Technology As Legal Asset


Those of us with teenage children know that “texting” is the preferred communication method of the young. But texting is no longer just for casual conversations between friends.

Increasingly, texting has become the modus operandi of our clients and others with whom we do business.  This new wave of client communication has led to a host of ethical and professionalism quandaries.

Fortunately, the ethical rules are elastic enough to provide guidance even though the available methods of communication seem to be changing monthly. The rules proscribe behavior regardless of the means used.  For example, the confidentiality of information governed by Rule 1.6 requires a lawyer not to reveal information relating to the representation of a client regardless of the method that could be chosen.

Unlike ethics, professionalism cannot be condensed to clear ethical rules. Rather, as modern lawyers, we must remain aware of core concepts of professionalism as we collect more devices and engage in digital communication. Simultaneously, we must consider how technology has transformed the information that we provide clients, and the various ways we use to communicate that information.

We are an information providing profession. In terms of service to our clients and building a community of legal professionals, the Internet provides resources far beyond those available in our local libraries and communities.  We can access information that affects our client, whether it be a court decision, stock price or administrative ruling, nearly instantaneously from anywhere in the world. We can focus and manage incoming information to better serve our clients by monitoring conferences, events and seminars.

Technology Transforms Communication

Technology has radically transformed how we communicate that information. Over the past couple decades, a plethora of new ways to communicate have sprung up, complicating lawyers’ professional lives.  The proliferation of social media and other Internet-assisted communication makes it more important than ever that lawyers understand professional communication and guard the core values of the profession while embracing the possibilities to better serve clients that the new media provide.

Where to draw the professionalism line depends upon whether the communication is intended to be public or private. In terms of private communications, emails have replaced phone calls and faxes in communications between lawyers and between lawyers and clients.  It is important to protect confidentiality of client communications by passwords or encryption. Use “strong” passwords that combine letters, numbers and symbols, not the easy-to-remember, easy-to-hack passwords.

Now that email is regularly reviewed on mobile devices, we also have to be aware of publicly accessing emails within the view of passersby on the street or in the coffee shop, or our neighbors on the train or in an elevator.

The same goes for texts.  Often, cell phones are placed on the table at a social gathering.  If the phone is face up and another at the table reads the beginning of a text message from your client, is privilege compromised? Why be the first test case in Illinois?  Instead, set your cell phone notifications to not show a preview of messages.

Because our phones, tablets, laptops and other mobile devices contain memory, they also should be equipped with kill switches—commands that “brick” or deactivate the device on connection to the Internet should they be lost or stolen. Steps should also be taken to fully erase a device’s memory before it is discarded.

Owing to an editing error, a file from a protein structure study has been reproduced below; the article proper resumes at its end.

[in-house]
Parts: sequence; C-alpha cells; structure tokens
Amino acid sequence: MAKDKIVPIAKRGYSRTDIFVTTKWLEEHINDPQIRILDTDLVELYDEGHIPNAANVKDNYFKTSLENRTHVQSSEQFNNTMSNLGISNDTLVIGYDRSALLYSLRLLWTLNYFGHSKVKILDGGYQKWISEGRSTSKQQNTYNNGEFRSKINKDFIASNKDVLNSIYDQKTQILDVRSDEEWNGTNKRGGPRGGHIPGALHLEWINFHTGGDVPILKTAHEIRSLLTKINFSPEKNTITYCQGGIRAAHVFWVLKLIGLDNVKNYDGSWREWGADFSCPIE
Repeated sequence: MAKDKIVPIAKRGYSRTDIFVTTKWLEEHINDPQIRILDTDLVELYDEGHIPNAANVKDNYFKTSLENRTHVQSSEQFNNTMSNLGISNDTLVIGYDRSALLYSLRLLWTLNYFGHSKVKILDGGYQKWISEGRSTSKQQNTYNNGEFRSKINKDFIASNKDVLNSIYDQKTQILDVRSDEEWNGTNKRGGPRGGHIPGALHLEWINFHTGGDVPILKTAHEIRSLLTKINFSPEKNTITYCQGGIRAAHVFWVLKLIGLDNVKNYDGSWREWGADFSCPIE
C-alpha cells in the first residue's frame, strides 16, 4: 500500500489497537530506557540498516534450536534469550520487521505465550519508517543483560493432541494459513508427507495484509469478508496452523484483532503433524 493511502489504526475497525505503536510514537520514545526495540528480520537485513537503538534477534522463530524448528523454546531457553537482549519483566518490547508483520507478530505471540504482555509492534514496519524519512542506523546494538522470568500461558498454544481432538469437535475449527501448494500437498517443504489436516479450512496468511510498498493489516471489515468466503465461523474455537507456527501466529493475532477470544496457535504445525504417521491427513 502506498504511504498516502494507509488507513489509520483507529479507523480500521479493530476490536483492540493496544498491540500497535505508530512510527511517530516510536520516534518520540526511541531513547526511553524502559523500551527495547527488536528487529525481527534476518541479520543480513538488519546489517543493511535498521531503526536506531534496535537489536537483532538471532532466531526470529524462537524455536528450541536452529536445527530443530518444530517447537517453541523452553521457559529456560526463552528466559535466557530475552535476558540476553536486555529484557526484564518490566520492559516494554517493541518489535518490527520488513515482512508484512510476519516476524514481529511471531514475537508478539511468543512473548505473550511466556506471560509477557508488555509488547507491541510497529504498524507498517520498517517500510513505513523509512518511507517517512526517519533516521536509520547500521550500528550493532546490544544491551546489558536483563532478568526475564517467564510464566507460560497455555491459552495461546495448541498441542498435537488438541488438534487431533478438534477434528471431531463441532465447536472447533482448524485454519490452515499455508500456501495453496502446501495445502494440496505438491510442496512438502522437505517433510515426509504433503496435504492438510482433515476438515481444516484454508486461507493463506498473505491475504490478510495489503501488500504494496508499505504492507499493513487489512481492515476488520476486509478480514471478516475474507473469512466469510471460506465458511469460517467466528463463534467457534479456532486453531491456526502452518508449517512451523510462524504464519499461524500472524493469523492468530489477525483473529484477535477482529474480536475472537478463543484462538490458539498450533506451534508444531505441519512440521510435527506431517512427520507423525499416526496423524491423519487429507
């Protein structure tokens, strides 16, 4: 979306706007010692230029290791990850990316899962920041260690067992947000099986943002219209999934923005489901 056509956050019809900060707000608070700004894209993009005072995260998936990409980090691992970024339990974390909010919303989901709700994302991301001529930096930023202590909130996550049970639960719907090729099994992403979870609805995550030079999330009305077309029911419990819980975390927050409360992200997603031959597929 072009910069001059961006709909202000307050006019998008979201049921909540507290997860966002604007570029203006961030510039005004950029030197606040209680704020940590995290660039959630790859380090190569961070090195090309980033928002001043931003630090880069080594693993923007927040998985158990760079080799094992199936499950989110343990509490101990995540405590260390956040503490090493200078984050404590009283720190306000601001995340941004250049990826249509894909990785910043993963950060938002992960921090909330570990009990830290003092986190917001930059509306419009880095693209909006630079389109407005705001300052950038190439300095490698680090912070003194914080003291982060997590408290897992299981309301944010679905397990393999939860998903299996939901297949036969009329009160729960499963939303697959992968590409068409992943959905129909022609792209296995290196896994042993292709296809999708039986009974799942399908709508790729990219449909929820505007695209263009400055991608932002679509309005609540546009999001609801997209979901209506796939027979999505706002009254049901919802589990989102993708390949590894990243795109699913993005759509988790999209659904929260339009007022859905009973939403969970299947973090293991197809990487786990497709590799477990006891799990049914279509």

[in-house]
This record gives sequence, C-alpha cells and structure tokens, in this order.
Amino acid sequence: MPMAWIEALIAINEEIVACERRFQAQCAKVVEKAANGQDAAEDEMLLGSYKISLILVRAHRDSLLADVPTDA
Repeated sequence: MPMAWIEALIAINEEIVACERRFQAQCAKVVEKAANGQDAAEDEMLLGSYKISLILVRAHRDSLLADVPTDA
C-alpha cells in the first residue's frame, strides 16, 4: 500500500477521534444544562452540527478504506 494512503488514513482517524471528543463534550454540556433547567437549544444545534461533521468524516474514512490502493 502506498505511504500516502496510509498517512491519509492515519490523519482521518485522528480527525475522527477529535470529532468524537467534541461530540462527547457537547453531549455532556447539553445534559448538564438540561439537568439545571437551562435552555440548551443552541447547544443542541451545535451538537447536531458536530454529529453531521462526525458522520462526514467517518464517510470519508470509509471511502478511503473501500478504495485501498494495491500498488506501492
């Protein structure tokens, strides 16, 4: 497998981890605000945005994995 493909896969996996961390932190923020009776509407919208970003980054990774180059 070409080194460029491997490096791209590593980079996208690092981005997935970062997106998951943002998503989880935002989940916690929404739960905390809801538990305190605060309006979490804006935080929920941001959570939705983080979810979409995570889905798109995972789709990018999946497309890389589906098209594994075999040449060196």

Social Media Opportunity

In terms of communications intended to be public, social media channels offer an opportunity for lawyers to maximize their reach and access information and resources beyond what is readily available in their geographic region. Remember, however, that social media is public and should never be used to communicate with clients or about their matters.

LinkedIn offers an opportunity for lawyers to put their credentials on a network and to publish articles in their field. According to research conducted by the American Bar Association, nearly 90% of attorneys responded that they used LinkedIn. Lawyers may use Twitter to keep up on research and individuals who are thought leaders in their field.

Facebook is generally viewed as a more personal channel though it too can be used for business purposes. Although privacy settings may restrict who may have access to Facebook postings, lawyers should be careful about posting photos or comments that may put them in a compromising position.

For litigation attorneys, social media platforms’ real value may be in investigating.  The American Bar Association in April of this year issued Ethics Opinion 466 stating that a lawyer may passively review a juror or potential juror’s public presence on the Internet without violating Rule 3.5(b) which prohibits ex parte communications with a juror.  The opinion likened the public areas of a juror’s pages as any other publicly available information that may be gleaned, such as from driving down a potential juror’s street. However, requesting access to a private area on a juror’s social media platform, through a “friend” request on Facebook or otherwise, would be deemed an improper communication.  The opinion also stated that an automatic notification informing a juror or potential juror that her site has been viewed would not constitute a communication from the lawyer in violation of Rule 3.5(b).

It’s a brave new world of communication out there.  Clearly we cannot put our heads in the sand and avoid using technology to better serve our clients.  To be successful, lawyers must understand and use technology and embrace efficiency and innovation.  We owe it to both our clients and ourselves.

This post previously was published in the Chicago Daily Law Bulletin.



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